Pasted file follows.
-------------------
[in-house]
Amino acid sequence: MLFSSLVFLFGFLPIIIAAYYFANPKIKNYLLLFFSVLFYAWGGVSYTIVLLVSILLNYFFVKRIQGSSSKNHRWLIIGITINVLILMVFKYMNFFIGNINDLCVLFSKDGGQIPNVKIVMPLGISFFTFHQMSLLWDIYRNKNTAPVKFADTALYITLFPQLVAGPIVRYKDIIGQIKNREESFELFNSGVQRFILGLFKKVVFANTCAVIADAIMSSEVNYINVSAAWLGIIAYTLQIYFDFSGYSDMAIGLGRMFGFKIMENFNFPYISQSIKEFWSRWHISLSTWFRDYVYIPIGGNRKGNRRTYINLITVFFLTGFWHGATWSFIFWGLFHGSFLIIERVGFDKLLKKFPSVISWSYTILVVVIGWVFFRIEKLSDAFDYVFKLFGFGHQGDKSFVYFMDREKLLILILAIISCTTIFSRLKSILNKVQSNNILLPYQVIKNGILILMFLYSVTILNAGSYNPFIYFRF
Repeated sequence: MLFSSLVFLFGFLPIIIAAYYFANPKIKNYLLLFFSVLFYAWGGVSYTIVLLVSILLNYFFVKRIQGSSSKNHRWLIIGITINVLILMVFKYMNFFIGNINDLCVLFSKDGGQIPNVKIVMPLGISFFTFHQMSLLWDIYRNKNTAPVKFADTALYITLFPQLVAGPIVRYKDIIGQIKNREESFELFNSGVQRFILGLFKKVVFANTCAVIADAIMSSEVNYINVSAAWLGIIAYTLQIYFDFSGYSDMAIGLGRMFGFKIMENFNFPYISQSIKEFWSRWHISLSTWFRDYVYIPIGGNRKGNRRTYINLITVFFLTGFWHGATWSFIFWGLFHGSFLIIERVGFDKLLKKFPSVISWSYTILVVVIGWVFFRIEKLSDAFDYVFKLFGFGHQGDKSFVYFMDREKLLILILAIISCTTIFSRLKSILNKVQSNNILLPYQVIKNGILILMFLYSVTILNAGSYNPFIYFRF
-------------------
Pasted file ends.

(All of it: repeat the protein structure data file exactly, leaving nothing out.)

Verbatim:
[in-house]
Amino acid sequence: MLFSSLVFLFGFLPIIIAAYYFANPKIKNYLLLFFSVLFYAWGGVSYTIVLLVSILLNYFFVKRIQGSSSKNHRWLIIGITINVLILMVFKYMNFFIGNINDLCVLFSKDGGQIPNVKIVMPLGISFFTFHQMSLLWDIYRNKNTAPVKFADTALYITLFPQLVAGPIVRYKDIIGQIKNREESFELFNSGVQRFILGLFKKVVFANTCAVIADAIMSSEVNYINVSAAWLGIIAYTLQIYFDFSGYSDMAIGLGRMFGFKIMENFNFPYISQSIKEFWSRWHISLSTWFRDYVYIPIGGNRKGNRRTYINLITVFFLTGFWHGATWSFIFWGLFHGSFLIIERVGFDKLLKKFPSVISWSYTILVVVIGWVFFRIEKLSDAFDYVFKLFGFGHQGDKSFVYFMDREKLLILILAIISCTTIFSRLKSILNKVQSNNILLPYQVIKNGILILMFLYSVTILNAGSYNPFIYFRF
Repeated sequence: MLFSSLVFLFGFLPIIIAAYYFANPKIKNYLLLFFSVLFYAWGGVSYTIVLLVSILLNYFFVKRIQGSSSKNHRWLIIGITINVLILMVFKYMNFFIGNINDLCVLFSKDGGQIPNVKIVMPLGISFFTFHQMSLLWDIYRNKNTAPVKFADTALYITLFPQLVAGPIVRYKDIIGQIKNREESFELFNSGVQRFILGLFKKVVFANTCAVIADAIMSSEVNYINVSAAWLGIIAYTLQIYFDFSGYSDMAIGLGRMFGFKIMENFNFPYISQSIKEFWSRWHISLSTWFRDYVYIPIGGNRKGNRRTYINLITVFFLTGFWHGATWSFIFWGLFHGSFLIIERVGFDKLLKKFPSVISWSYTILVVVIGWVFFRIEKLSDAFDYVFKLFGFGHQGDKSFVYFMDREKLLILILAIISCTTIFSRLKSILNKVQSNNILLPYQVIKNGILILMFLYSVTILNAGSYNPFIYFRF